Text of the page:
Gobbet: The mornings were always the same, brilliant blue

My morning reflection time has become a routine of getting up a little earlier, starting the day without screens and easing into the day by listening to background radio news and reading some books that have been sitting on shelves for a very long time. Not stressing about reading fast, or reading a lot at any one sitting, but whatever feels right on the day – a few pages of this book, a chapter of that… Then getting into the more ‘active’ part of the day, not rushing for a particular deadline to leave the house to catch a specific train, but leaving when I’m ready and getting the train that turns up – they’re every 10 minutes after all. Why stress about 10 minutes when I like to be early to work anyway – it’s not going to impact anything other than anxiety levels.

It’s been quite a revolution when it comes to nurturing the restful mind (rather than the less effective ‘busy mind’). This less stressful start to the day also prioritises spending a few extra minutes with the kids without getting annoyed at them for asking for another cup of milk (or the lights on, or a very specific TV program, etc…).

In this manner I’m re-reading ‘In Praise of Slow’ by Carl Honoré and for the first time round, Christopher Isherwood‘s Diaries (Volume 1, 1939-1960). It’s early days with the Isherwood book – I’m only 37 pages into the 1104 page tome but already there have been some passages of note, and a reference to the Tibetan Book of the Dead which I was able to pull of the shelf, dust off and read a section that Isherwood had been describing; a very satisfying outcome!

The Diaries begin in January 1939 when Europe is at the brink of war – with Nazi aggression towards European countries, Isherwood is a pacifist and deeply troubled by the prospect of conflict and the role he would play, protest or otherwise, should conscription be enforced.

By this time, at the age of 34, Isherwood is a published writer, lecturer and broadcaster and sailing to New York to begin a new life. His travelling companion and very good friend is W. H. Auden and among his many other friends is Aldous Huxley (Brave New World, Doors of Perception, After Many a Summer). I cross referenced his acquaintance with ‘Huxley’ to determine it was indeed Aldous, not quite believing he was good friends with one of my heroes.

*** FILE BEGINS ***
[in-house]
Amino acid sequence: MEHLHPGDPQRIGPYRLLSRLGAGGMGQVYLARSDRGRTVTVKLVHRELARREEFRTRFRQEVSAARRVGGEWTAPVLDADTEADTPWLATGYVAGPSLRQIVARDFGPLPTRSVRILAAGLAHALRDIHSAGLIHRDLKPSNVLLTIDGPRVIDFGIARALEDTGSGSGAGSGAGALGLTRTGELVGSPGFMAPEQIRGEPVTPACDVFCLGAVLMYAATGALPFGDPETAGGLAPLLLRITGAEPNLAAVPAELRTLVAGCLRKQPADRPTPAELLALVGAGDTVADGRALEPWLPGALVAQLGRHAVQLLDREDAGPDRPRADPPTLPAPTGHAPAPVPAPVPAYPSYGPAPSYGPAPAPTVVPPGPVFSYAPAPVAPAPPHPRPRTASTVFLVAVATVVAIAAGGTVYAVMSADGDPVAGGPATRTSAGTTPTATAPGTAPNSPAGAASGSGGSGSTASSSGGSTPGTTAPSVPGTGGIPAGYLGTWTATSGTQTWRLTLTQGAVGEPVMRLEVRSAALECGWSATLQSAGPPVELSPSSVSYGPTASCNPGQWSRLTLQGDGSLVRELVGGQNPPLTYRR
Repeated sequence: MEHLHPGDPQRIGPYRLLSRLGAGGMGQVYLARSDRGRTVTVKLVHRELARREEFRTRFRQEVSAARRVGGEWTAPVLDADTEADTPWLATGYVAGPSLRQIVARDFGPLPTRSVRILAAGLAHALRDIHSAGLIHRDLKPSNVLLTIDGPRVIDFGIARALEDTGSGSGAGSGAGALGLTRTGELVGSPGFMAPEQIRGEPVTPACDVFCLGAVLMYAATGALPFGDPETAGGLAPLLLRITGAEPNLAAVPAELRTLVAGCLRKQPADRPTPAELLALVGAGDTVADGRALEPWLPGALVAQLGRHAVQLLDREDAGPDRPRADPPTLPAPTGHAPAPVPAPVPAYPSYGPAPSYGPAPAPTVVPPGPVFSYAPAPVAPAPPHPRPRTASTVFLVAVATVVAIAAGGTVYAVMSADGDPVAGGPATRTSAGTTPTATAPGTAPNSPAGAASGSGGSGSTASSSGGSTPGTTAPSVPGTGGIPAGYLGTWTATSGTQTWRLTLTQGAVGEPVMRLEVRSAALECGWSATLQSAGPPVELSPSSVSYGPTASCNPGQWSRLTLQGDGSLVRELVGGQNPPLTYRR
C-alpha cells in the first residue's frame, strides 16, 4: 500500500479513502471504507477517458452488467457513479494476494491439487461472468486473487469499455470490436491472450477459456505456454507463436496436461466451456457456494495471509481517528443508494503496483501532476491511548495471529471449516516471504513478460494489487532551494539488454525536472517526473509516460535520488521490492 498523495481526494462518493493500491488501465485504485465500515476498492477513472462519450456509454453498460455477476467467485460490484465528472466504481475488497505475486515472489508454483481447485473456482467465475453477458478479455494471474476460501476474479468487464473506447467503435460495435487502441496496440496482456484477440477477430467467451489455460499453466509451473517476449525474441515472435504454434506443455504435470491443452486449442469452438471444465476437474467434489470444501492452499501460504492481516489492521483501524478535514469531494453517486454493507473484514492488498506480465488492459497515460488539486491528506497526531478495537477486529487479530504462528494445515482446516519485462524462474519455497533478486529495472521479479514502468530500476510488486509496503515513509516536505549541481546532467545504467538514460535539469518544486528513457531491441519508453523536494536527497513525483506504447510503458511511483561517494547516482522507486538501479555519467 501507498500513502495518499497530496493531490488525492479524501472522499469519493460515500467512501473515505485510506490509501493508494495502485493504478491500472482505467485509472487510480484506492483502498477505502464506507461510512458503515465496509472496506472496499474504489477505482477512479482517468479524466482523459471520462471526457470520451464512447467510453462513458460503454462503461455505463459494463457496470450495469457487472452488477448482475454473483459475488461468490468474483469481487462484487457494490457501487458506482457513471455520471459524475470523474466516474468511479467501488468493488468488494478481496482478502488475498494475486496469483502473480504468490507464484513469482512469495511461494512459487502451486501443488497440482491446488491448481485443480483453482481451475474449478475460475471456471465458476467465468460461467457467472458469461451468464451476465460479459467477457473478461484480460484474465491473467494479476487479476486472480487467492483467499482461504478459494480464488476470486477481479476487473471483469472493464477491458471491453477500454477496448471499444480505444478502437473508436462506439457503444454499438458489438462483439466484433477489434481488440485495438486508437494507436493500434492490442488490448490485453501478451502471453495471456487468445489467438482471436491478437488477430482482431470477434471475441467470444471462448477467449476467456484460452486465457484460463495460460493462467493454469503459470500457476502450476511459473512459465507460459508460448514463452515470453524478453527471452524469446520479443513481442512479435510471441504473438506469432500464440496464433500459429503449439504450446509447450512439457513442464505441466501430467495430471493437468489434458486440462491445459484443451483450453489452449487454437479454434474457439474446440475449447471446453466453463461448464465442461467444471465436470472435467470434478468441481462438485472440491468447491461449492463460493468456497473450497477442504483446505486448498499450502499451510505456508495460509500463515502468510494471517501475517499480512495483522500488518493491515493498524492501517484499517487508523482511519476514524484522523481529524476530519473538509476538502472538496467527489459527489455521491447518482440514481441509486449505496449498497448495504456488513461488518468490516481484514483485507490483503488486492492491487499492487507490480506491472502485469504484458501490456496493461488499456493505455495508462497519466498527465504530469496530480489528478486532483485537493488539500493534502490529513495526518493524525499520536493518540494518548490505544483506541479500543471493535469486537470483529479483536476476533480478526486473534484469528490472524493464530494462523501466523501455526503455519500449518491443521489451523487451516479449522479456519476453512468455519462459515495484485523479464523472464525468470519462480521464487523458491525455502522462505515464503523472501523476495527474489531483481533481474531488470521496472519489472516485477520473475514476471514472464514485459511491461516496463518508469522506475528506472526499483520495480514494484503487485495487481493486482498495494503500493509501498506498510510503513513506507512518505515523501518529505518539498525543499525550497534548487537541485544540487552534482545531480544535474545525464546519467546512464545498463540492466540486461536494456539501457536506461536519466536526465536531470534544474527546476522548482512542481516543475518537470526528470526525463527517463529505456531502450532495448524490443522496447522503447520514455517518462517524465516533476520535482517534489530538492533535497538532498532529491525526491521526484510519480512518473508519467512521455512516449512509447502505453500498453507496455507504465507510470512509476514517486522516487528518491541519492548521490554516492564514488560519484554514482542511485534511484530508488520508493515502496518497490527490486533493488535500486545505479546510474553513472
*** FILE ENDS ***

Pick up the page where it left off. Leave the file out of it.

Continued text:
This is the passage that really jumped out, from May 17th, 1939:

“The mornings were always the same, brilliant blue. The far mountains paled to silhouettes in the midday glare. Then the shadows moved sideways, shifting the sunshine inch by inch from the terrace, and the lizards disappeared, and the valley deepened and darkened back into color and the hills cooled and hardened into scarred contours of ocher and crimson, and it was evening – another day which Chamberlain and I had wasted.”

…and the lizards disappeared, and the valley deepened and darkened back into color and the hills cooled and hardened into scarred contours of ocher and crimson, and it was evening…

It feels like the ‘Diarist’ has become ‘Poet’ in this passage – the pace pushed along with alliteration and tension sustained with the repeated use of ‘and’, used so skillfully it makes the passage feel musical rather than documentary. The imagery is wonderfully evocative, recalling the relentless passage of time and the endless, unchanging beat of the universe, finally admitting his idleness, observing this phenomena from the porch day after day – Isherwood likens his inaction to Chamberlain and his pre-war procrastination.

It is worth noting at this time that Isherwood was alone day after day in a new home in the Hollywood Hills, his partner Vernon having begun art school, leaving Isherwood alone with his thoughts, only distracted by the radio reports of a diminishing peace in Europe.